Water Strider Caustics

Imaged by Andrew Kirk of California. The water strider (family Gerridae ) 'walks' on the water surface producing chromatic edged dark patches - not shadows - on the pond bed beneath.    ©Andrew Kirk


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A water surface acts as though it has a tightly stretched elastic skin.   This results from the slight but cumulative attractive forces between water molecules .   Without the ‘skin’ small creatures  would no doubt have evolved in a way that did not involve them walking on water surfaces.   

Small creatures are supported because their legs are not wetted.  They do not penetrate the water surface.   Instead they depress it into a curved meniscus.   The surface tension forces combine to produce a net upthrust that counters the insect’s weight.     With care and guile we can similarly support small metal objects on water. Imagine also walking across a trampoline.

The dipped surface refracts light to form a ‘no-light’ zone around the point where the tip of the insect’s leg would be shadowed.    The no light zone is not a shadow.   It instead marks a region bounded by a bright caustic sheet.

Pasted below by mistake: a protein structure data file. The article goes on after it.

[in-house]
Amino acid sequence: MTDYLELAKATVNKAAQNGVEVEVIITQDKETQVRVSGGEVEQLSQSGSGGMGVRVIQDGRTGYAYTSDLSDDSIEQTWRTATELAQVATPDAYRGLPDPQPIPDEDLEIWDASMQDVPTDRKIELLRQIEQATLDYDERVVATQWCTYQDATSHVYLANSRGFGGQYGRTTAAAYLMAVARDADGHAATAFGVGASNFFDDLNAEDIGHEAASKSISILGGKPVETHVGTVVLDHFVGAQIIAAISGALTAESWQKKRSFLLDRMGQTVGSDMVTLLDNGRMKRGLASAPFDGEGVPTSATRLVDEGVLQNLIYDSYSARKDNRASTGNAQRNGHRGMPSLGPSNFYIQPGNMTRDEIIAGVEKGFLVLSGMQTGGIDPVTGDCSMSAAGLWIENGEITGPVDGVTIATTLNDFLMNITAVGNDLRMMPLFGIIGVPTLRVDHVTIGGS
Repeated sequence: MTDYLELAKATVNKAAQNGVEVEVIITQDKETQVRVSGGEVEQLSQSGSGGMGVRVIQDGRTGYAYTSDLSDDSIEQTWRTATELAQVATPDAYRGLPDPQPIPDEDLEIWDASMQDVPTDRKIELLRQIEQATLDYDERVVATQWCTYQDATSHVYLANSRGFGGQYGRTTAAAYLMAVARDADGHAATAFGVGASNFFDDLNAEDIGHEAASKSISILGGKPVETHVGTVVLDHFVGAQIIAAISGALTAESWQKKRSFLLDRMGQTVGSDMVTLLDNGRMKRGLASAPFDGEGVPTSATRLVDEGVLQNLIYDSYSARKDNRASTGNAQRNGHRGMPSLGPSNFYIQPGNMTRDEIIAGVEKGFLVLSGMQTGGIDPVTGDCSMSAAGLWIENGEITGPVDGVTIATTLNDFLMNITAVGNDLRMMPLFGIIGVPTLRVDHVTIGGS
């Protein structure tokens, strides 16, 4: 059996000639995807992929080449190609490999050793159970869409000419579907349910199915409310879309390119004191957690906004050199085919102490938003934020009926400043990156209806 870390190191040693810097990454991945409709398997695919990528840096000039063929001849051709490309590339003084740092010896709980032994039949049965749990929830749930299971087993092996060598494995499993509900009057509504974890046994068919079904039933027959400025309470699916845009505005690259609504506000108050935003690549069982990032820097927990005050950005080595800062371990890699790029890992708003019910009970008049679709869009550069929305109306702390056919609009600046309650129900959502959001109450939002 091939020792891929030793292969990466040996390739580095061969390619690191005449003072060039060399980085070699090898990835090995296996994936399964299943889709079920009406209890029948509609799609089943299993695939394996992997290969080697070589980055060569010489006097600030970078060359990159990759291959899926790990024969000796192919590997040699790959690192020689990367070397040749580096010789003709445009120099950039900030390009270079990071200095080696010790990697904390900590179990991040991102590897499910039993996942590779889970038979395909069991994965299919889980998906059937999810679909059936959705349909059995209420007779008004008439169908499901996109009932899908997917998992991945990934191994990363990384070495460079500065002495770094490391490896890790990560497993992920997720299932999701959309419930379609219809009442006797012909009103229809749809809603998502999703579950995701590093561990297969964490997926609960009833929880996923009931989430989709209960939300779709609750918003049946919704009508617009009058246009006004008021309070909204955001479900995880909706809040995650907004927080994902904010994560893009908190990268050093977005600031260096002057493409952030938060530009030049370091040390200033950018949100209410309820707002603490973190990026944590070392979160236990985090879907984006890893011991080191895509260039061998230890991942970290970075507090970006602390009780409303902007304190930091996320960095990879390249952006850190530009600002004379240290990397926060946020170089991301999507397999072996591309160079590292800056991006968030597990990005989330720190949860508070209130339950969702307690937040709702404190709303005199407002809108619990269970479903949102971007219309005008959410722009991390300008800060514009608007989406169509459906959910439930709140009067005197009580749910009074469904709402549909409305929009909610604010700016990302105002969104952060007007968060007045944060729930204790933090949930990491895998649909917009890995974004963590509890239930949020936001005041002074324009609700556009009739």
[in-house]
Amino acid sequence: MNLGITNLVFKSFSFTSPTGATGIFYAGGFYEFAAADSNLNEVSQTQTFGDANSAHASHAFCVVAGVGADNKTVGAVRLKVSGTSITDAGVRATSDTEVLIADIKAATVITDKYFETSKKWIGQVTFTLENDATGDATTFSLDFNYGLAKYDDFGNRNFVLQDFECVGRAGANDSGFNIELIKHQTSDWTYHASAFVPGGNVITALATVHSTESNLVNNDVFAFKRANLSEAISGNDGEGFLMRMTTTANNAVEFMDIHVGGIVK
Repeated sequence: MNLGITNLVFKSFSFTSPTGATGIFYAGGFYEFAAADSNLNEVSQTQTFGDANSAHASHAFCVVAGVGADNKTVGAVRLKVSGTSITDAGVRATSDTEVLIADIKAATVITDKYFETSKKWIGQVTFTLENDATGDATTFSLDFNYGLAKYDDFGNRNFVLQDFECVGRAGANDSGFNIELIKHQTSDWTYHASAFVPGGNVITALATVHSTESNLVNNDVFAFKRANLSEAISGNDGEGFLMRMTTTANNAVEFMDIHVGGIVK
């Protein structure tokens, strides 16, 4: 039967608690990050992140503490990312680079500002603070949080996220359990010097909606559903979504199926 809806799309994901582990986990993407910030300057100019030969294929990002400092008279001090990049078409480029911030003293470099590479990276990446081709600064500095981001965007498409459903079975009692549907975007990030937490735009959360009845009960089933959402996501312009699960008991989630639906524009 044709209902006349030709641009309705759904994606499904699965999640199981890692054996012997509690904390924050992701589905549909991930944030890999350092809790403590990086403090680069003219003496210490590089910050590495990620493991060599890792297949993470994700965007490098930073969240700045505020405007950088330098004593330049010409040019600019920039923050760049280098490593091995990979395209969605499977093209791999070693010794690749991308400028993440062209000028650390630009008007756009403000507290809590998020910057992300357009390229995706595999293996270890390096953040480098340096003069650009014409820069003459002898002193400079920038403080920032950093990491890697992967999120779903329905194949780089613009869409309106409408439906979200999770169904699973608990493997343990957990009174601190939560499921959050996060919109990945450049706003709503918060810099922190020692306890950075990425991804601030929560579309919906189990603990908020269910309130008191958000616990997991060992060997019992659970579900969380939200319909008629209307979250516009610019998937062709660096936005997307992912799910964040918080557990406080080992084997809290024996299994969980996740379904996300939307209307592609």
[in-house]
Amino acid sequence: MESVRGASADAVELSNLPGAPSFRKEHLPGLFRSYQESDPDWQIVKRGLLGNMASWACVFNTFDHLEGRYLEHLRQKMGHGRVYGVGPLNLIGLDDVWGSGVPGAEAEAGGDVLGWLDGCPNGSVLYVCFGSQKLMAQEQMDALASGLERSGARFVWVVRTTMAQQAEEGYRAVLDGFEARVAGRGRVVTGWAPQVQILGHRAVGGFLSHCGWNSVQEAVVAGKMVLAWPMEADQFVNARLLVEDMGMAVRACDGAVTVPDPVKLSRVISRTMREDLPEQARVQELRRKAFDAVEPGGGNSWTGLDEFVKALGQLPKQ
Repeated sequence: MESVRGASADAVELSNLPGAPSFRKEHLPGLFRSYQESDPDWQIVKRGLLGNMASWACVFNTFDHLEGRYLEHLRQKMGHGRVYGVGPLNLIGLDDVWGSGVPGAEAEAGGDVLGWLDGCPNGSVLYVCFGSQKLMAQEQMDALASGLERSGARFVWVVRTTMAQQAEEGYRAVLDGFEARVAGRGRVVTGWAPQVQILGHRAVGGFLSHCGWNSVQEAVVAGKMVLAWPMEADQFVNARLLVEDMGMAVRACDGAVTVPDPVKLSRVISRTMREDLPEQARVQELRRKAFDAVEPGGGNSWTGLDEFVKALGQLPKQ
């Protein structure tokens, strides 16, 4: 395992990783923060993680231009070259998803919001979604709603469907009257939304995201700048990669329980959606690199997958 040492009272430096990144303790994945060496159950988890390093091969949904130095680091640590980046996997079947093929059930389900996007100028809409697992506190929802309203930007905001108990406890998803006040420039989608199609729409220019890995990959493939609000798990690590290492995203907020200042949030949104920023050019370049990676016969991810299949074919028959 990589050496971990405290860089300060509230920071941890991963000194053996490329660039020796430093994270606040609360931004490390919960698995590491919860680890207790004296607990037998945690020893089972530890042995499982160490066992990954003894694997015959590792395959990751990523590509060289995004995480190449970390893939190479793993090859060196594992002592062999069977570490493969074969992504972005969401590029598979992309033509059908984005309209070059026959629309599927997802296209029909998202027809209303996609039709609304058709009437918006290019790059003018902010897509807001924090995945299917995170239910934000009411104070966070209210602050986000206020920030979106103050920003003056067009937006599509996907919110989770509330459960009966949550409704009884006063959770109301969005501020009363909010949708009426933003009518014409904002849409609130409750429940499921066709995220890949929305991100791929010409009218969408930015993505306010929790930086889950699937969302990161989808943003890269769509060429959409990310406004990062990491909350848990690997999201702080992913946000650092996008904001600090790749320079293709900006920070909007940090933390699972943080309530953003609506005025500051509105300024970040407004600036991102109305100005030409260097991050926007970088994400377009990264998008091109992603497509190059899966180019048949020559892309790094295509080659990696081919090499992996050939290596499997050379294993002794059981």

At left is a cross section through a meniscus.    Rays crossing the meniscus closer and closer to its centre are increasingly deflected.     Lower down in the water the deflected rays cross and cluster at the boundary between regions where pairs of rays cross and where there are no rays.   This is a caustic surface and it is intensely bright.      The surface crosses the pond bed to form a bright rim around the no-light zone.

Two processes colour the caustics.   Each colour forms a slightly different caustic sheet.    Light emerging from the water is further split into spectral colours.

Below: Strider Acrobatics - The creature pushes with its back legs producing strong symmetric waves.   Its front legs appear to be raised above the surface because no menisci are present.